Food losses in Kenya create opportunities for Dutch entrepreneurs
Daily challenges in the Kenyan food system relate to food security, sustainable production and strengthening entrepreneurship and employment. Experiences and knowledge from the Dutch agri-food sector have the potential to contribute to these challenges. Especially in the field of reducing food losses.
The Embassy of the Kingdom of the Netherlands in Kenya is working on an analysis of the food system in collaboration with Wageningen University & Research (WUR) and Larive International. The aim of this study is to contribute to the transition of sustainable, resilient and inclusive food systems. The focus is on food processing and agro logistics.
The research looks at the factors that influence food waste within Kenyan food systems. The analysis focuses on the mango, avocado and poultry chains and analyzes the trends and developments that affect the losses. In addition, the focus is on the possibilities of initiating cooperation between Kenyan and Dutch parties in order to contribute to reducing food losses. The approach takes place from three angles: technological, economic and institutional.
Food losses as potential for entrepreneurship
According to FAO estimates, a third of all food produced worldwide is lost before it reaches the consumer.
'In Kenya, a large part of the production is lost at the beginning of the chain, close to the production process'
Food losses occur throughout the food chain, from the farm to the consumer. In Kenya and many other countries in East Africa, much of the production is lost at the beginning of the chain, close to the production process, especially during storage and during transport. Fresh fruit and vegetables and other perishable products such as meat and dairy are particularly affected by losses.
The causes of the losses are usually due to financial, managerial and technical factors, lack of proper storage and cooling facilities, extreme climatic conditions, poor infrastructure, limited initiatives in the field of food processing and lack of control within food chains.
Dutch knowledge and experience within the agri-food sector, especially in agrologistics, storage, transport, distribution and food processing, have the potential to contribute to reduce food losses in the Kenyan agricultural sector.
Importance of the agricultural sector
Agriculture is one of the most important sectors in Kenya and an important source of food. 80% of the population is directly dependent on agriculture as a source of food and income. In addition, the agricultural sector is responsible for 65% of export revenues.
"Post-harvest losses in Kenya are estimated at 20%. Despite this, there is still relatively little attention for food processing and agrologistics. The losses in the fruit and vegetable chain can even be as high as 50%,” says Herman Snel, food system analysis team leader at WUR.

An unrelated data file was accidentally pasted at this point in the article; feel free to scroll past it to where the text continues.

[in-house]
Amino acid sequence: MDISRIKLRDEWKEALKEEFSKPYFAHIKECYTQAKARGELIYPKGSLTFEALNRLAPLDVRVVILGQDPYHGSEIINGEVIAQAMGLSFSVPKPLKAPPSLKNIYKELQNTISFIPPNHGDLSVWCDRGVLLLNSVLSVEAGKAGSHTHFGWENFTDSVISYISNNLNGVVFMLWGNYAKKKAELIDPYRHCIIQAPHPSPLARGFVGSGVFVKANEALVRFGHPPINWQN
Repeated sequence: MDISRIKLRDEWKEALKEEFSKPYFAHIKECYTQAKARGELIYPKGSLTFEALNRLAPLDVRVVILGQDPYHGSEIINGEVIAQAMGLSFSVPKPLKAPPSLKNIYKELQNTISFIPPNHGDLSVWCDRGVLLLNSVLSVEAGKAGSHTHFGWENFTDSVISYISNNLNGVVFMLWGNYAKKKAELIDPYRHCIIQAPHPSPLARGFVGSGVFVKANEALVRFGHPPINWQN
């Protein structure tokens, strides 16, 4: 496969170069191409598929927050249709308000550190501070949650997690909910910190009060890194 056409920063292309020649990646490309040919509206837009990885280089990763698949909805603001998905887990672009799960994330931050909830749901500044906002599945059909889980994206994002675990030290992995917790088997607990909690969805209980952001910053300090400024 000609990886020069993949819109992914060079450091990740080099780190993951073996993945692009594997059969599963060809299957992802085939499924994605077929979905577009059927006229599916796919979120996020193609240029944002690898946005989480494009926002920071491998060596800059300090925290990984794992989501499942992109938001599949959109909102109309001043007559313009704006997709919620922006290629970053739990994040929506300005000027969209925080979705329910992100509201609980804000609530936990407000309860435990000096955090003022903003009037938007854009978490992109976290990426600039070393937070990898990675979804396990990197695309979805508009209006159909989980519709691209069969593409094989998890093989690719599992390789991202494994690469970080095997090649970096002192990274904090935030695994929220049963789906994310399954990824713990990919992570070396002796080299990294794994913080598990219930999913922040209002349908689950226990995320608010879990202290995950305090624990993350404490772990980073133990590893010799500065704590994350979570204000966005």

The population in Kenya is expected to grow to 90 million inhabitants by 2050. This growth is undoubtedly accompanied by increasing pressure on the food supply and on the sustainable use of natural resources.
Large amounts of agricultural crops are lost before they reach the market or consumer. The losses affect both small-scale and commercial producers in all links of the chain (intermediaries, suppliers, distributors, market traders, exporters, wholesalers). These losses remove significant revenues from the national economy and have a strong impact on the revenues of (small-scale) producers and traders. In addition, the losses also affect local and national food security because less food is available to consumers.
Transition food system is necessary
The challenges underscore the need to innovate and chart a course to radically change the ways of production and consumption. This effectively implements the UN Sustainable Development Goals and the goals of the Malabo Declaration that Kenya has signed.
To ensure food security for the growing population, Kenya should increasingly commit to a transition to a food system in which net agricultural production increases and food losses decrease. Food must be produced, processed and distributed sustainably and efficiently. This offers opportunities for food producers, entrepreneurs and other parties in the food chain. In addition, the transition to a sustainable food system has the potential to provide employment for women and young people, ensure better incomes for producers and positively influence food security.
“The WUR food system study shows that the Kenyan agricultural sector has experienced strong growth in recent decades in terms of production, productivity and growing orientation towards the (export) market. Despite this, the successes achieved have not yet led to structural improvement with regard to food security and the fight against poverty,” says Herman.
The results of the analysis are used by the Netherlands Embassy in Kenya to set up Kenyan-Dutch partnerships in consultation with local partners. The emphasis here is on strengthening the cooperation between knowledge institutes, entrepreneurs and service providers who can make existing know-how and experience practically applicable.
For more information about food system analysis and food losses in Kenya, please contact Herman Snel, Food System Analysis Team Leader.
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